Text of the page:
'Everyone knows someone who's gay. Let's get real here'

Catie Curtis is gay, but what's the big deal? What this singer-songwriter from New England enjoys most is performing her sophisticated urban-folk for a live audience
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The Independent Culture

Half an hour in an Amsterdam café and Catie Curtis is, at the age of 34, considering the possibility of a premature death. "It's important to feel you have a choice," the American musician says cheerfully.

She's talking about the days when, in her own words, she'd "drag around" the concert circuit, wondering what it was that she really wanted. "I used to get on a plane to go on tour and think, if we crash, this is something I'm going to regret because I don't need to perform for those people. Then I went through a pivotal time in which I realised that performing was an essential part of my life. Doing gigs is a two-way communication and it's a privilege. So if that crash happens, I've done what I want to do... I like to use flying as a way to re-evaluate my life. It gives you a certain perspective, everything thrown up in the air. Doesn't everyone think this way on planes?"

Maybe, but that said, there would be plenty of upset if Curtis were to drop out of the sky, accompanied by a shrapnel of tail-fins and complementary peanuts. Curtis is not well known in the UK, although high-profile dates supporting Mary Chapin Carpenter here last autumn had the effect of galvanising the older performer's audience and producing a stampede at the concession stand. While Curtis's sophisticated urban folk has been compared - a process that produces only a most cursory contextualising - with Beth Orton or Cowboy Junkies, this doesn't really do the ascendant star justice.

Three albums, (most recently, A Crash Course in Roses) testify to her ability to create songs with an internal cogency and momentum of their own. Curtis's subjects range from perfectly observed love songs (from Crash, "Magnolia Street" captures the awkward poignancy of the moment of falling) to "Radical", a who-cares? response to her being gay - chorus line: "I'm not being radical when I kiss you." Made in 1996 at the height of the lipstick lesbian vogue, the accompanying video, a series of kissing couples - gay, straight, interracial - interspersed with standard performance footage, so worried Curtis's original US label that they refused even to countenance its release. Rykodisc, altogether less uptight, have included it on the enhanced Truth From Lies CD. Her songs reverberate, as all good writing should, long after they've actually finished.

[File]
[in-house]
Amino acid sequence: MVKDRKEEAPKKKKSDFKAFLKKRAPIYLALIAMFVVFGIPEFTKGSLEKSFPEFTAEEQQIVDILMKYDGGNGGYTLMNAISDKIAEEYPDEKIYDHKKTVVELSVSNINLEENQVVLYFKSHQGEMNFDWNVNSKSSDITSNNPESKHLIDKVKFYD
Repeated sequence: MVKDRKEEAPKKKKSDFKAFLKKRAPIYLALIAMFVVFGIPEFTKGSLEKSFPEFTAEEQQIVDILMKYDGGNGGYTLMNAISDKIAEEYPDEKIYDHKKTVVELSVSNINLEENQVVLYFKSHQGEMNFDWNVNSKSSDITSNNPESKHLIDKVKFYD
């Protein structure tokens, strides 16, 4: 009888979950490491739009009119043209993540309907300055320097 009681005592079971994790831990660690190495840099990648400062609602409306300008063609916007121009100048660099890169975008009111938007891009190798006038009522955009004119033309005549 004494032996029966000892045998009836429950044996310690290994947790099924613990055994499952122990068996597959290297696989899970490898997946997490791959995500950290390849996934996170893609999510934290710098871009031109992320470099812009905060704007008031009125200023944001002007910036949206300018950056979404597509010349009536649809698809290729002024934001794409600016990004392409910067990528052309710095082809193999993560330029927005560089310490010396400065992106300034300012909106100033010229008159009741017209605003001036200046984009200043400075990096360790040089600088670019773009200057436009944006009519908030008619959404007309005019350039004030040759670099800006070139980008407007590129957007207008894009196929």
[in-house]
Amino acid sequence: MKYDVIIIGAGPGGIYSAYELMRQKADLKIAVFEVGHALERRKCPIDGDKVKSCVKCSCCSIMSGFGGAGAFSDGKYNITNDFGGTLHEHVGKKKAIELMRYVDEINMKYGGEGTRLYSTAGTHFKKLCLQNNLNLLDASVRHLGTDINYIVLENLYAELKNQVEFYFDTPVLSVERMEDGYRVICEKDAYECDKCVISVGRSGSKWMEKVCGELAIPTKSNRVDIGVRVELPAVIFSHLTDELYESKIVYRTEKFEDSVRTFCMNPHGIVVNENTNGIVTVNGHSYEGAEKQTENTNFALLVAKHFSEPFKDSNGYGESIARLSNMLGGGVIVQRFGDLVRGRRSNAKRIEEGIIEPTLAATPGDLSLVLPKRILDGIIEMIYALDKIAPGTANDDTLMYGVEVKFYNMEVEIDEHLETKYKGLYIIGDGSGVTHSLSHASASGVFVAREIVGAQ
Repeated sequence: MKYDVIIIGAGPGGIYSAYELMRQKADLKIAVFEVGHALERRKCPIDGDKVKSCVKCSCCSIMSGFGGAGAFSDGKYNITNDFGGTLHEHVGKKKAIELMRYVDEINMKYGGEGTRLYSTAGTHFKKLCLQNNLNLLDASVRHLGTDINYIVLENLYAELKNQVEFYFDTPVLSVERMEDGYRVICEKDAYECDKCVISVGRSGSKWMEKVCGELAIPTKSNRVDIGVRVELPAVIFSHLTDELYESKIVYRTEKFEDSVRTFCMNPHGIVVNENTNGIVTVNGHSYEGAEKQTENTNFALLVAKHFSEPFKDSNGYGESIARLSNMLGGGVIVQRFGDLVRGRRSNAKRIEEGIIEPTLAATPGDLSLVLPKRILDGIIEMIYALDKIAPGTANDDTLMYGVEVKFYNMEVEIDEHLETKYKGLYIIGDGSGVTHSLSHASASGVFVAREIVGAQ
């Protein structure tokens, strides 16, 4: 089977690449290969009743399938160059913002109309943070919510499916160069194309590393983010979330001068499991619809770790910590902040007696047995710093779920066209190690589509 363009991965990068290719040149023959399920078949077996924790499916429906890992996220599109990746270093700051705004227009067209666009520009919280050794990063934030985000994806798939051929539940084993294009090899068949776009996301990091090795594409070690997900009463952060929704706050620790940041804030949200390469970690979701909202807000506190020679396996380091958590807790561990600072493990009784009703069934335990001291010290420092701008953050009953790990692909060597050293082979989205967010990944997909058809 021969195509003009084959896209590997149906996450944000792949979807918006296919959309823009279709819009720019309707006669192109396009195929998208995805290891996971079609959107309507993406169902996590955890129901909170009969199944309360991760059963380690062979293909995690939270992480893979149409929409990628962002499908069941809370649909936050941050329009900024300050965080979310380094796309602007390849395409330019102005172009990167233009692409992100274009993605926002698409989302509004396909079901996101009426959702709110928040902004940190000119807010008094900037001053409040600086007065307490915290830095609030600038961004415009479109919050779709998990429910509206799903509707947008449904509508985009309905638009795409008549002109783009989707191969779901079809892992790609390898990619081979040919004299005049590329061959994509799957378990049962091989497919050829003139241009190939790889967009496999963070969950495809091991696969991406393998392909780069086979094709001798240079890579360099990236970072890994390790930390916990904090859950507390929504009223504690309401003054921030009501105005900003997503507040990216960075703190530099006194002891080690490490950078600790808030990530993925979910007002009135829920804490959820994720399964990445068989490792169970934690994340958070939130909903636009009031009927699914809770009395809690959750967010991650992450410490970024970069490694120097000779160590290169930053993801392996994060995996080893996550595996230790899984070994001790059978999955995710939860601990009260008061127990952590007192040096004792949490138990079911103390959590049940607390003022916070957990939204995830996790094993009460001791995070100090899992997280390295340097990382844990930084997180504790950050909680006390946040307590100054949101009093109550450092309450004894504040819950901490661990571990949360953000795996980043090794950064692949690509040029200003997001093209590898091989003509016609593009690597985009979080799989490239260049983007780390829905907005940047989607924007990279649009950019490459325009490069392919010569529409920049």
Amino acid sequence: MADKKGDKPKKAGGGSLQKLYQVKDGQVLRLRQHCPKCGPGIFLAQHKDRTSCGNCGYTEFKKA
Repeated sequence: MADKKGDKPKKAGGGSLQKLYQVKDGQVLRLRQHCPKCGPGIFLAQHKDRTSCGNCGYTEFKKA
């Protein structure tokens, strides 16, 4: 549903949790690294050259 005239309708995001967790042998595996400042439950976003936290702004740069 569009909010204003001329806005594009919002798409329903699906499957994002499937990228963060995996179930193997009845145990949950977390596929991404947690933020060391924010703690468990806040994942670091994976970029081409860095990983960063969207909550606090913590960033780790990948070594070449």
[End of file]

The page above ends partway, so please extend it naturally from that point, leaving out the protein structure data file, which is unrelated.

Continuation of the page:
In Britain for a handful of dates with former Morphine Orchestra mandolinist Jimmy Ryan (full band dates should follow at a later stage), Curtis herself appears as a fresh-faced no-age woman who is clear about her direction. Originally from a small town in Maine and now based in Boston, she originally trained in social work at Brown University, conducting a parallel career singing at open-mike events and later, honing her skills around the US folk club circuit (like Ani Di Franco, another go-it-alone gal who's made good, Curtis spent nearly three years in the mid-Nineties living in her car following the gigs).

Early efforts - two albums released on her own Mongoose label ("You won't find them, and I wouldn't want you to," she warns) - taught the fledgling writer some basic truths. "When I look back on those records, I feel they were a little precious," she says. "Y'know, I had an extended adolescence until at least 24, 25. I was very introspective and concerned with my own emotional experience of things. In a way, I still am, but over time you just get a little bored of yourself, and hopefully begin to grasp stories that are big enough for everyone. One simple truth can affect many lives."

That her songs are consciously designed as multi-layered entities is one of Curtis's strengths. It has certainly allowed her to pursue that unique kind of parallel career - playing both the alternative clubs and mainstream venues - that the US circuit allows. While making no concessions about who - or what - she is ("Everyone knows someone who's gay. Let's get real here"), the expectations of a gay audience that they may have found a more vocal advocate than kd lang have nevertheless proved frustrating.

"I don't enjoy that part of it, but I think there are trade-offs," she believes. "Being an out musician gives me another layer of meaning to my work and when I'm away from home and my partner, I somehow feel this is a good thing. I'm not one of those performers who are just out at women's festivals. On the other hand, I've felt really beat up by the 'gay community' in the past: I once had a review by Chastity Bono [daughter of Sonny and Cher and high-profile US lesbian] saying, don't you just hate it when you have to like someone's music because they're gay... There are times when you wish you could just throw it all off, but you know that for a straight audience it's a huge part of how they view you. I can't control that, but I have to remember that, in my own personal world view, being a lesbian is not a huge part of who I am." Which is, one can only hope, as it should be.

'A Crash Course in Roses' is released by Rykodisc. Curtis plays HMV, Oxford Street, London W1 (020-7439 2112), today at 5.30pm; Borderline, London W1 (020-7287 1441), tomorrow; Mojo Bar at NCPM, Sheffield, (0114-249 8885), Sunday